The second-generation Apple TV that Apple CEO Steve Jobs announced back in September has finally hit the shelves here in Japan. Despite the fact that it looks like little more than a hockey puck, the new digital-media receiver from the folks at Cupertino should satisfy users who consume most of their entertainment online.

And while a recent Nielson study found that American viewers are seemingly not ready to “cut the cord” (i.e. make the transition from cable TV to online services like Netflix, Hulu, and Apple’s iTunes store), it’s possible that Japan might be an easier sell for Apple.

Of course, first there needs to be content, so this past week Apple announced that more than 1,000 movies are now available via the iTunes store in Japan, ranging from international film companies 20th Century Fox, Disney, Paramount, Warner Brothers and Universal, to top Japanese studios Fuji TV, Toei, Kadakowa Pictures, and others.

Movies are rented on the Apple TV, which means that once you’ve paid, then the download will start. And if your connection is good it will begin playing seconds later. One would expect that this service should perform far better here in Japan where faster Internet speeds will likely make for better video delivery. Once you have your movie, there’s a 30-day window to begin watching it, and you then have 48 hours to watch it as many times as you wish. As for pricing, high-definition movie rentals will start at ¥300 with new releases tagged at ¥500, but you can opt for the cheaper standard-def versions for ¥200 and ¥400 respectively.

There is also, of course, an increasing amount of quality free media becoming available online, such as films and documentaries on YouTube for example. The promise of even more in the future make solutions like the Apple TV even more attractive.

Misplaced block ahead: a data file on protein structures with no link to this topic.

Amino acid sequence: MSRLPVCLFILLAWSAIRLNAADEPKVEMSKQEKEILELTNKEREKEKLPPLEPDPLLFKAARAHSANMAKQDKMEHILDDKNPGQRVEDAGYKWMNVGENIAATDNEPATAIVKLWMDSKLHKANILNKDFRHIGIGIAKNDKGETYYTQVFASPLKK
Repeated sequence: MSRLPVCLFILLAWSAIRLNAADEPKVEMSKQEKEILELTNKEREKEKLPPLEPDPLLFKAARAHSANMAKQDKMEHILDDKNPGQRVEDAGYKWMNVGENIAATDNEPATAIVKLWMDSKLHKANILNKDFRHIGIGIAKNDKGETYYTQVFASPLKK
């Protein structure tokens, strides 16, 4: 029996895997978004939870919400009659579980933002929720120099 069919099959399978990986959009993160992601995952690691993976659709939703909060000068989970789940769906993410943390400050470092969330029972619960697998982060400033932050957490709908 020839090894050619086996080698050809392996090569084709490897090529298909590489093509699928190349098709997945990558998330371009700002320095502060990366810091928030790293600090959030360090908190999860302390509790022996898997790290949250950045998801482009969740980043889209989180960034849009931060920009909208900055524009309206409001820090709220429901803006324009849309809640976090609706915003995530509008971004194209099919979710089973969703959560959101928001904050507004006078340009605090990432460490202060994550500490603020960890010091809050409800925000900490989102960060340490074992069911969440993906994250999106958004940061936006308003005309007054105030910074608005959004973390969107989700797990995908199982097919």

At a very affordable price point of ¥8,800, the Apple TV is 80 percent smaller than the original version. Occupying an area of just less that 10cm × 10cm, the new Apple TV differs from the previous model in that it doesn’t have any hard drive. It does however have 8 gigabytes of flash memory used to cache media when it’s needed. You can connect the Apple TV to other Macs and draw from your iTunes library elsewhere, or else stream media from online sources.

If you do plan to purchase an Apple TV, don’t forget that you’re also going to need a HDTV capable of 720 pixel output as well as a HDMI cable to connect the two. As for the controls, the new Apple TV includes an Apple remote that allows you to browse through your own media library as well as content online. But if you prefer to use an iPad, iPhone, or iPod touch to control your Apple TV, you can install the free Remote application. After that, simply navigate to the general settings on your Apple TV where you can add a remote app. This at least gives you keyboard functionality rather than having to click through a virtual keyboard with the Apple remote.

The release of Apple’s iOS 4.2 and the Apple TV 4.1 software update this week also adds some new goodies. Apple TV users can take advantage of Air Play, a system that lets you stream audio and video wirelessly around your home. There will be support for spoken menus as well.

Expect this Apple TV to sell much better than its predecessor, but don’t expect any big marketing push because this still looks to be very much a “hobby” for Apple, to quote Steve Jobs from back in 2007. During a recent visit to the Ginza Apple Store in central Tokyo, this writer found no demo unit available to try, but merely a stacked display of Apple TVs on the shelf.

Rick Martin is a contributor to Gizmag.com. Read more of his work at 1rick.com.

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